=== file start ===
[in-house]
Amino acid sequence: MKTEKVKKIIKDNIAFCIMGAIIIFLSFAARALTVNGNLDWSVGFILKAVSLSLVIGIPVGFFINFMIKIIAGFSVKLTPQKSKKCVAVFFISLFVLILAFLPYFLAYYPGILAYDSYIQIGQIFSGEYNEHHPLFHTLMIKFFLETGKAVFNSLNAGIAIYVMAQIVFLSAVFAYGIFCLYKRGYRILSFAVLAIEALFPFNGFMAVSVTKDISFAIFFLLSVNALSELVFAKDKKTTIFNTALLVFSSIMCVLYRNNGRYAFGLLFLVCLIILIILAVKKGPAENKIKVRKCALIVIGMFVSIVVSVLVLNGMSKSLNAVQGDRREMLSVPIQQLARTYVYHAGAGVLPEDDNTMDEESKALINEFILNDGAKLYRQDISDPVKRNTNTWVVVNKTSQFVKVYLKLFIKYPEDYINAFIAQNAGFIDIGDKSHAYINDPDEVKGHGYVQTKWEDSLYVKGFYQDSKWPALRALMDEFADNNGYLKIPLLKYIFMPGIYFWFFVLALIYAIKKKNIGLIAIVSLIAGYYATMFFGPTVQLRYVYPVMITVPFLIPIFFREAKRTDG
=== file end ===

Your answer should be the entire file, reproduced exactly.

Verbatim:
[in-house]
Amino acid sequence: MKTEKVKKIIKDNIAFCIMGAIIIFLSFAARALTVNGNLDWSVGFILKAVSLSLVIGIPVGFFINFMIKIIAGFSVKLTPQKSKKCVAVFFISLFVLILAFLPYFLAYYPGILAYDSYIQIGQIFSGEYNEHHPLFHTLMIKFFLETGKAVFNSLNAGIAIYVMAQIVFLSAVFAYGIFCLYKRGYRILSFAVLAIEALFPFNGFMAVSVTKDISFAIFFLLSVNALSELVFAKDKKTTIFNTALLVFSSIMCVLYRNNGRYAFGLLFLVCLIILIILAVKKGPAENKIKVRKCALIVIGMFVSIVVSVLVLNGMSKSLNAVQGDRREMLSVPIQQLARTYVYHAGAGVLPEDDNTMDEESKALINEFILNDGAKLYRQDISDPVKRNTNTWVVVNKTSQFVKVYLKLFIKYPEDYINAFIAQNAGFIDIGDKSHAYINDPDEVKGHGYVQTKWEDSLYVKGFYQDSKWPALRALMDEFADNNGYLKIPLLKYIFMPGIYFWFFVLALIYAIKKKNIGLIAIVSLIAGYYATMFFGPTVQLRYVYPVMITVPFLIPIFFREAKRTDG